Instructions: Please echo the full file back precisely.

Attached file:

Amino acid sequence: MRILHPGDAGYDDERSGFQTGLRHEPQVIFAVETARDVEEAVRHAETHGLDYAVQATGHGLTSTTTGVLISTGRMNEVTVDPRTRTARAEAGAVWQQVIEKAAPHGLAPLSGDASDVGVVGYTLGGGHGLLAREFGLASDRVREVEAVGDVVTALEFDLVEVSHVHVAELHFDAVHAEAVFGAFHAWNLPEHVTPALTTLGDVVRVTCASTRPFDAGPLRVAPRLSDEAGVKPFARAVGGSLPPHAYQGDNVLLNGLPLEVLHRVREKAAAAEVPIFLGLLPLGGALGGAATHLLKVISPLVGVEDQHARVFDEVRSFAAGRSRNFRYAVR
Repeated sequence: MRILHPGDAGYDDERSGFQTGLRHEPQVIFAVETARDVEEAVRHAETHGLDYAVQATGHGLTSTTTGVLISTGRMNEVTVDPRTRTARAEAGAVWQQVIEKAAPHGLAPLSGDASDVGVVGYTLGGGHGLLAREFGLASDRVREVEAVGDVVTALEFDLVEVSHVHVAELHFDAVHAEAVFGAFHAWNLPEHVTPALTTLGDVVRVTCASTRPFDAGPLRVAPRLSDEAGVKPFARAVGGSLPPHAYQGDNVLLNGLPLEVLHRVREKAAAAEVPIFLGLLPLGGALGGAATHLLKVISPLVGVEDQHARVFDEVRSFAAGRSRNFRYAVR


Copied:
Amino acid sequence: MRILHPGDAGYDDERSGFQTGLRHEPQVIFAVETARDVEEAVRHAETHGLDYAVQATGHGLTSTTTGVLISTGRMNEVTVDPRTRTARAEAGAVWQQVIEKAAPHGLAPLSGDASDVGVVGYTLGGGHGLLAREFGLASDRVREVEAVGDVVTALEFDLVEVSHVHVAELHFDAVHAEAVFGAFHAWNLPEHVTPALTTLGDVVRVTCASTRPFDAGPLRVAPRLSDEAGVKPFARAVGGSLPPHAYQGDNVLLNGLPLEVLHRVREKAAAAEVPIFLGLLPLGGALGGAATHLLKVISPLVGVEDQHARVFDEVRSFAAGRSRNFRYAVR
Repeated sequence: MRILHPGDAGYDDERSGFQTGLRHEPQVIFAVETARDVEEAVRHAETHGLDYAVQATGHGLTSTTTGVLISTGRMNEVTVDPRTRTARAEAGAVWQQVIEKAAPHGLAPLSGDASDVGVVGYTLGGGHGLLAREFGLASDRVREVEAVGDVVTALEFDLVEVSHVHVAELHFDAVHAEAVFGAFHAWNLPEHVTPALTTLGDVVRVTCASTRPFDAGPLRVAPRLSDEAGVKPFARAVGGSLPPHAYQGDNVLLNGLPLEVLHRVREKAAAAEVPIFLGLLPLGGALGGAATHLLKVISPLVGVEDQHARVFDEVRSFAAGRSRNFRYAVR